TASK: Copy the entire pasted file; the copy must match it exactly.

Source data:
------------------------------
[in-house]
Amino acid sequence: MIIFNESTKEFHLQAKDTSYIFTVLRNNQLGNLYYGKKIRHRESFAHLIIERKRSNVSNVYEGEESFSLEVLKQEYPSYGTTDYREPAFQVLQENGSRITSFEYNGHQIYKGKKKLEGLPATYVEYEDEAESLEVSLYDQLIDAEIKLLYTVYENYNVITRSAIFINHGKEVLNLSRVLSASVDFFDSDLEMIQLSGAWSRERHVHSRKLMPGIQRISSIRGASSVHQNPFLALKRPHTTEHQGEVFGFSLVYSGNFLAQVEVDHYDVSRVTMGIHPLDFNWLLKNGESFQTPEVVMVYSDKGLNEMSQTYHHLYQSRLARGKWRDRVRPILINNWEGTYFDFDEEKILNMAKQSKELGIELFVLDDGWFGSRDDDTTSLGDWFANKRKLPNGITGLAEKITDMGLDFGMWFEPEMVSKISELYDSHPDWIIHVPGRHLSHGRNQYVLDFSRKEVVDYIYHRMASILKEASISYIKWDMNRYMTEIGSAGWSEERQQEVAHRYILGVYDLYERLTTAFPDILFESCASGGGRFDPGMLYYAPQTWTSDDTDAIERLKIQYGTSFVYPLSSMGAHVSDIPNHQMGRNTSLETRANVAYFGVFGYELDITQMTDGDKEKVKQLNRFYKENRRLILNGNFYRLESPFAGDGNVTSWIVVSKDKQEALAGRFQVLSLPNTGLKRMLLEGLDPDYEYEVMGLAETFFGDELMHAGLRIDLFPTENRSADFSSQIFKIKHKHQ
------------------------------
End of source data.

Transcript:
[in-house]
Amino acid sequence: MIIFNESTKEFHLQAKDTSYIFTVLRNNQLGNLYYGKKIRHRESFAHLIIERKRSNVSNVYEGEESFSLEVLKQEYPSYGTTDYREPAFQVLQENGSRITSFEYNGHQIYKGKKKLEGLPATYVEYEDEAESLEVSLYDQLIDAEIKLLYTVYENYNVITRSAIFINHGKEVLNLSRVLSASVDFFDSDLEMIQLSGAWSRERHVHSRKLMPGIQRISSIRGASSVHQNPFLALKRPHTTEHQGEVFGFSLVYSGNFLAQVEVDHYDVSRVTMGIHPLDFNWLLKNGESFQTPEVVMVYSDKGLNEMSQTYHHLYQSRLARGKWRDRVRPILINNWEGTYFDFDEEKILNMAKQSKELGIELFVLDDGWFGSRDDDTTSLGDWFANKRKLPNGITGLAEKITDMGLDFGMWFEPEMVSKISELYDSHPDWIIHVPGRHLSHGRNQYVLDFSRKEVVDYIYHRMASILKEASISYIKWDMNRYMTEIGSAGWSEERQQEVAHRYILGVYDLYERLTTAFPDILFESCASGGGRFDPGMLYYAPQTWTSDDTDAIERLKIQYGTSFVYPLSSMGAHVSDIPNHQMGRNTSLETRANVAYFGVFGYELDITQMTDGDKEKVKQLNRFYKENRRLILNGNFYRLESPFAGDGNVTSWIVVSKDKQEALAGRFQVLSLPNTGLKRMLLEGLDPDYEYEVMGLAETFFGDELMHAGLRIDLFPTENRSADFSSQIFKIKHKHQ